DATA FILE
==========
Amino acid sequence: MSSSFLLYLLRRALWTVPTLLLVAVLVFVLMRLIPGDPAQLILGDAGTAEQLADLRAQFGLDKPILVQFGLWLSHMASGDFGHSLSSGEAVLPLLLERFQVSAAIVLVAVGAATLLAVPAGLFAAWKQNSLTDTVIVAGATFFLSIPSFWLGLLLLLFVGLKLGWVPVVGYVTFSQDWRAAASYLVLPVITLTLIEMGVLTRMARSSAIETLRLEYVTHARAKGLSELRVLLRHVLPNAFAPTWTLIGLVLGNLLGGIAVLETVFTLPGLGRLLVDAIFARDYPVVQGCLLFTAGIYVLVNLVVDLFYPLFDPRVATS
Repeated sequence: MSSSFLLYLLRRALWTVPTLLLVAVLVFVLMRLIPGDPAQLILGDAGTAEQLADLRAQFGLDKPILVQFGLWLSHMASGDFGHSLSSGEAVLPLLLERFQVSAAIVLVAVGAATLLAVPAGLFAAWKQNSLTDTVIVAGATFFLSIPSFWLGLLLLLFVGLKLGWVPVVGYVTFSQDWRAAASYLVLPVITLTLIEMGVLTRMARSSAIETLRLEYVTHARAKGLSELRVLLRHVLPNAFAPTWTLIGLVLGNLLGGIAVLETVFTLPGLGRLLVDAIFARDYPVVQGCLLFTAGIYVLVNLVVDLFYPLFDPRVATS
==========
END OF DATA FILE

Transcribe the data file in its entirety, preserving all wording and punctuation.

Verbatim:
Amino acid sequence: MSSSFLLYLLRRALWTVPTLLLVAVLVFVLMRLIPGDPAQLILGDAGTAEQLADLRAQFGLDKPILVQFGLWLSHMASGDFGHSLSSGEAVLPLLLERFQVSAAIVLVAVGAATLLAVPAGLFAAWKQNSLTDTVIVAGATFFLSIPSFWLGLLLLLFVGLKLGWVPVVGYVTFSQDWRAAASYLVLPVITLTLIEMGVLTRMARSSAIETLRLEYVTHARAKGLSELRVLLRHVLPNAFAPTWTLIGLVLGNLLGGIAVLETVFTLPGLGRLLVDAIFARDYPVVQGCLLFTAGIYVLVNLVVDLFYPLFDPRVATS
Repeated sequence: MSSSFLLYLLRRALWTVPTLLLVAVLVFVLMRLIPGDPAQLILGDAGTAEQLADLRAQFGLDKPILVQFGLWLSHMASGDFGHSLSSGEAVLPLLLERFQVSAAIVLVAVGAATLLAVPAGLFAAWKQNSLTDTVIVAGATFFLSIPSFWLGLLLLLFVGLKLGWVPVVGYVTFSQDWRAAASYLVLPVITLTLIEMGVLTRMARSSAIETLRLEYVTHARAKGLSELRVLLRHVLPNAFAPTWTLIGLVLGNLLGGIAVLETVFTLPGLGRLLVDAIFARDYPVVQGCLLFTAGIYVLVNLVVDLFYPLFDPRVATS